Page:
Values in Action (VIA) at the Humanist Chaplaincy at Harvard (HCH)
Values in Action, or VIA, is the Humanist Chaplaincy at Harvard’s interfaith and community service initiative. VIA began as a pilot program in November of 2010 with the creation of HCH’s inaugural Interfaith and Community Service Fellow position. In less than one year, the first ever program dedicated to interfaith and community service at a Humanist or atheist organization has already yielded significant and unusual results. As just one example: In September of 2011, HCH led an interfaith event in which nearly 200 people of diverse religious and nonreligious identities wrote hundreds of letters urging legislators to support famine relief and packaged over 10,000 meals for food-insecure children. The event was covered in print, television, and online media both locally and around the United States, showcasing the importance of this work to people in our community and beyond.
But we’ve only just begun. On the momentum of a successful year, we are ready to take this program to the next level with the launch of VIA.
According to Merriam-Webster, the word via means “by way of; through.” This definition gets at the heart of VIA’s three-fold goal—to better the conditions of life for others through service to humanity, build alliances between religious and nonreligious individuals and communities, and combat the misconception that the nonreligious do not contribute to society—in that via nods to the idea that we do not engage in service merely to benefit others, but because it also accomplishes many different kinds of social good when done in thoughtful ways.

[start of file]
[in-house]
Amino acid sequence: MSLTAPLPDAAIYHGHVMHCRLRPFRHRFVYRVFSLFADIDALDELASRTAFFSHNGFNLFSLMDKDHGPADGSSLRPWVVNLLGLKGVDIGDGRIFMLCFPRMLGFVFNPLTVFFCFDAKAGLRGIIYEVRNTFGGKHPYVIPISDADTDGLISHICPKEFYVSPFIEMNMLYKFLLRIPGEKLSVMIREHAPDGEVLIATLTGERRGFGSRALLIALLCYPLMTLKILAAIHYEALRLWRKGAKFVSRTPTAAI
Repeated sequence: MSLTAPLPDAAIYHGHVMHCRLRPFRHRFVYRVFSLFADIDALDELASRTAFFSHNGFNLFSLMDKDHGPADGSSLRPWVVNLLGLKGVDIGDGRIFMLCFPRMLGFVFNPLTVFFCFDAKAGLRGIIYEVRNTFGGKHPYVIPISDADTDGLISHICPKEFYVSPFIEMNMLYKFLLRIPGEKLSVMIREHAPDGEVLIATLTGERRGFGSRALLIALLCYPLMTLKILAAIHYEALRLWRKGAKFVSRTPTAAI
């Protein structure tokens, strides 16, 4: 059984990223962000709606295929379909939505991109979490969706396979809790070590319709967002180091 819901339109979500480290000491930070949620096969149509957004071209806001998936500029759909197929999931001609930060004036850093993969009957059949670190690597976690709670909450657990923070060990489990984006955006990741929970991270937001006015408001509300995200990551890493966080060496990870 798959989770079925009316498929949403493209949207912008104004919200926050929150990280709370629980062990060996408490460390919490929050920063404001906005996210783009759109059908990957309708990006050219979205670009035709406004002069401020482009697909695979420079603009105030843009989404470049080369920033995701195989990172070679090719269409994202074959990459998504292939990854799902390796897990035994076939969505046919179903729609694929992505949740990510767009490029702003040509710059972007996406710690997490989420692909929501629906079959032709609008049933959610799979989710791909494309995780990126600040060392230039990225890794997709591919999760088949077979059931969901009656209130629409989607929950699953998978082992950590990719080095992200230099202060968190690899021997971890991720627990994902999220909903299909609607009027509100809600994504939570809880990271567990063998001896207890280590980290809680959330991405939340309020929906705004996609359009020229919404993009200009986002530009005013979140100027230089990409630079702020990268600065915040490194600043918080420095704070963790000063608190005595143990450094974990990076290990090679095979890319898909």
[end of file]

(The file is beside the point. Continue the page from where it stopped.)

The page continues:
We recognize the importance of social action in the here and now, and that it is a good in and of itself. By rooting this collaborative action to benefit others in shared values across lines of difference, we also aspire to achieve mutual understanding and tolerance between those with different—and often opposing—metaphysical convictions. In addition, by providing opportunities for Humanists to act upon their values, both as a community of Humanists and in cooperation with people of faith—we demonstrate that the stereotype of nontheists as immoral is false.
This program works in tandem with the Humanist Community Project because it has the potential to model to other Humanist communities why interfaith and philanthropic action has value, and ways of initiating it.
We are currently engaged in one large scale community service event a month—focusing on environmental sustainability, hunger, and homeless LGBT youth—along with other opportunities for philanthropic work and interfaith dialogue (including a week-long spring break service trip for students to work with homeless LGBT youth in Los Angeles), and we are looking to continue to sustain the rapid growth of this program and other programs like it.